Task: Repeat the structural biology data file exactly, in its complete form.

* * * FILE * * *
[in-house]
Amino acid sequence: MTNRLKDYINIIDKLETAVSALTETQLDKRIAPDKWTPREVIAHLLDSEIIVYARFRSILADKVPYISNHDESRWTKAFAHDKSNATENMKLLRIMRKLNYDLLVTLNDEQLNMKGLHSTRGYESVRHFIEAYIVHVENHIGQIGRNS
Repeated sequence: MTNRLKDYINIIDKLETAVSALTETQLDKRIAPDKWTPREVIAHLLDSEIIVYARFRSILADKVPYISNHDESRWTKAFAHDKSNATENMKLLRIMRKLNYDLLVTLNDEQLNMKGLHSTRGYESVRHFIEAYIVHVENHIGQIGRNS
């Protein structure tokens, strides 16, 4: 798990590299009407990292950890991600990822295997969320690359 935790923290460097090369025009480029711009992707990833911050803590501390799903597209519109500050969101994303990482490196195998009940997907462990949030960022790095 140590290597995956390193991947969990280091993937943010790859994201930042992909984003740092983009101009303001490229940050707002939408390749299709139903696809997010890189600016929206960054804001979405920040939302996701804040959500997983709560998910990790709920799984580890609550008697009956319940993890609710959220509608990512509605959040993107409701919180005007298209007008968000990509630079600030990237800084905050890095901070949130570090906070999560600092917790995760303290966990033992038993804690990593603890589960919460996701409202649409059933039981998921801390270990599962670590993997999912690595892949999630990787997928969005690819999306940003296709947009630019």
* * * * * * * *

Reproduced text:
[in-house]
Amino acid sequence: MTNRLKDYINIIDKLETAVSALTETQLDKRIAPDKWTPREVIAHLLDSEIIVYARFRSILADKVPYISNHDESRWTKAFAHDKSNATENMKLLRIMRKLNYDLLVTLNDEQLNMKGLHSTRGYESVRHFIEAYIVHVENHIGQIGRNS
Repeated sequence: MTNRLKDYINIIDKLETAVSALTETQLDKRIAPDKWTPREVIAHLLDSEIIVYARFRSILADKVPYISNHDESRWTKAFAHDKSNATENMKLLRIMRKLNYDLLVTLNDEQLNMKGLHSTRGYESVRHFIEAYIVHVENHIGQIGRNS
């Protein structure tokens, strides 16, 4: 798990590299009407990292950890991600990822295997969320690359 935790923290460097090369025009480029711009992707990833911050803590501390799903597209519109500050969101994303990482490196195998009940997907462990949030960022790095 140590290597995956390193991947969990280091993937943010790859994201930042992909984003740092983009101009303001490229940050707002939408390749299709139903696809997010890189600016929206960054804001979405920040939302996701804040959500997983709560998910990790709920799984580890609550008697009956319940993890609710959220509608990512509605959040993107409701919180005007298209007008968000990509630079600030990237800084905050890095901070949130570090906070999560600092917790995760303290966990033992038993804690990593603890589960919460996701409202649409059933039981998921801390270990599962670590993997999912690595892949999630990787997928969005690819999306940003296709947009630019």